Gracie Barra Week 13 – Jiu-Jitsu Guards

Want to learn the best fundamentals? Come to Gracie Barra Centennial Jiu-Jitsu and check out some awesome Jiu-Jitsu Guards

GB1 – This week in our fundamental class we learn how to defend  the roundhouse kick and respond with a double leg takedown. On the ground game we improve our skill of the situp sweep and transition to the kimura submission. These fundamentals are key to a solid Jiu-Jitsu game. We also begin to work on options from the spider guard. How to set it up and a few spider guard sweeps.

GB2-3 – In the advanced curriculum we are working from the guard using options of the De La Riva Guard and the X-Guard

GBK –  In our kids program we teach how to use the Push Kick to keep your distance. This is vital in confrontations. If we look back to UFC on we see Royce Gracie effectively use the push kick to set up his opponents and eventually win the competition.  On the ground game we work the Scissor Sweep and we learn more techniques to use your legs in the guard.

For more about the guard Click Here

Gracie Barra Centennial Free Jiu-Jitsu Anti-Bullying Program

Gracie Barra Centennial Free Jiu-Jitsu Anti-Bullying Seminar

Bullying is a real problem. It happens on the playground, in the classroom, in social situations, and across digital platforms more every day. Almost 65% of kids who are bullied do not report the instance. Approximately 90% of kids bullied online are also bullied offline. Kids today get no respite- no break- from the threat of bullying behaviors. Please come take advantage of one of our anti-bullying seminars in September and:

Learn how to recognize bullying
Learn how to stop and walk away
Learn how to standup to bullies
Learn how to protect yourself

Thursday Afternoons in September 5:10pm – 6:00pm 

Open to everyone in the Community, but space is limited. So, sign up today. Four dates available.  Get tickets on Eventbrite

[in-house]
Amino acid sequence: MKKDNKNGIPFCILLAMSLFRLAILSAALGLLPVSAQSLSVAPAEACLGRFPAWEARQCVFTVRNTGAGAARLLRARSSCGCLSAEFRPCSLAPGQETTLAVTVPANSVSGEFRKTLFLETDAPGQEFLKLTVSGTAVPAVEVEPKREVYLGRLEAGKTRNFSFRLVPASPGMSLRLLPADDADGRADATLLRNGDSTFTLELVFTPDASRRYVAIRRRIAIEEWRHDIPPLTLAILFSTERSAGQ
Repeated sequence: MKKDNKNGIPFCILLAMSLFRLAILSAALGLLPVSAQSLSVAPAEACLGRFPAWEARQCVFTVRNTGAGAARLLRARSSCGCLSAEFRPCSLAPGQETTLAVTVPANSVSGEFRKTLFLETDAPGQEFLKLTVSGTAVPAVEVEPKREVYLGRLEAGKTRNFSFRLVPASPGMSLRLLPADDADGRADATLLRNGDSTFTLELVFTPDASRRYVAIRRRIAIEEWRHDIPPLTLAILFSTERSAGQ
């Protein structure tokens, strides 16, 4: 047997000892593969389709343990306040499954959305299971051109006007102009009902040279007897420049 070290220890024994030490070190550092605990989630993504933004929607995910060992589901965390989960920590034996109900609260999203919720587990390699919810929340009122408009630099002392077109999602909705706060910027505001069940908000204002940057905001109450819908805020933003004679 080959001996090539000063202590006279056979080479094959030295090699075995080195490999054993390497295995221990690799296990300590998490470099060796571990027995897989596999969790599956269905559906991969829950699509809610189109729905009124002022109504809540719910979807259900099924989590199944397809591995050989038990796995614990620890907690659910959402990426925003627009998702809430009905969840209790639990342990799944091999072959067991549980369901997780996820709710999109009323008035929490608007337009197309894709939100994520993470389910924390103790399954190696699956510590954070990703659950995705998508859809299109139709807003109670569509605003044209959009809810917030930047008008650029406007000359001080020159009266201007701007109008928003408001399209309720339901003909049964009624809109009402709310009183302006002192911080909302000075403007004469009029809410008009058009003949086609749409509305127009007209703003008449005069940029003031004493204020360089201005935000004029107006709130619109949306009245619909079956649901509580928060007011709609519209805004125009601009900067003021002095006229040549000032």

www.gbcentennial.com      855-548-5488 

 

Fundamentals or Advanced Jiu-Jitsu?

“Get the fundamentals down and the level of everything you do will rise”

Through my travels I have visited a number of different jiu-jitsu academies and observed many different students learning and practicing the art of jiu-jitsu.

A very common phenomenon that I see is white belt and blue belt students who are attempting to focus their jiu-jitsu games around advanced, fancy sports positions and ignoring the more basic (but tried and tested!)  techniques and fundamentals.

They are Granby rolling all over the mat and trading berimbolo attempts but not demonstrating the ability to control the opponent in a dominant position. They are not working on a solid base that prevents them from being repeatedly swept.

There is nothing wrong with being interested in cool looking techniques and experimenting with advanced positions when you are learning jiu-jitsu. Exploring the positions opens your mind to the possibilities of jiu-jitsu. It expands your thinking and can develop your body awareness and jiu-jitsu specific movements. And it is just plain fun to try some cool moves with your favorite training partners.

The problem is when the fundamentals are ignored in favor of flashy, lower percentage movements. The precious training time is allocated on positions that contribute little to a student’s longer term growth in jiu-jitsu. The more advanced, sport moves may seduce the student by being successful early on when your training partners are unfamiliar with the position and you can catch them by surprise. But after being caught a few times, your training partners get wise to the move and it ceases to be effective.

The basic techniques WORK! That is why the basics have endured and proven themselves on mats all over the world since the time Grandmaster Helio Gracie first tied on a white belt!

Often I will have a roll with a student and catch several “basic” submissions for the tap. Following the roll I ask “Did you get swept or submitted with any move that you have not seen before?”

The answer invariably is “No!” and along with that an insight that when done correctly with timing, precision and sound fundamentals, the basic techniques work and will ALWAYS work throughout your jiu-jitsu journey!

I think often of this quote from Master Carlos Gracie Jr.
“I don’t get this obsession with all of the acrobatic guards. They are efficient, sure. But they’re fleeting. Your body has difficulty understanding them for too long. I say this from my own experience. The lumbar region, for example, as strong as it may be, will never be armored against the passage of time. Jiu-Jitsu is for your whole lifetime, and by that line of reasoning you can rest assured that the basic techniques like the closed guard or this open guard I enjoy doing, will never abandon us. At 70 we’ll still be capable of performing them with plenty of mobility. That can’t be said of the tornado guard or the berimbolo.”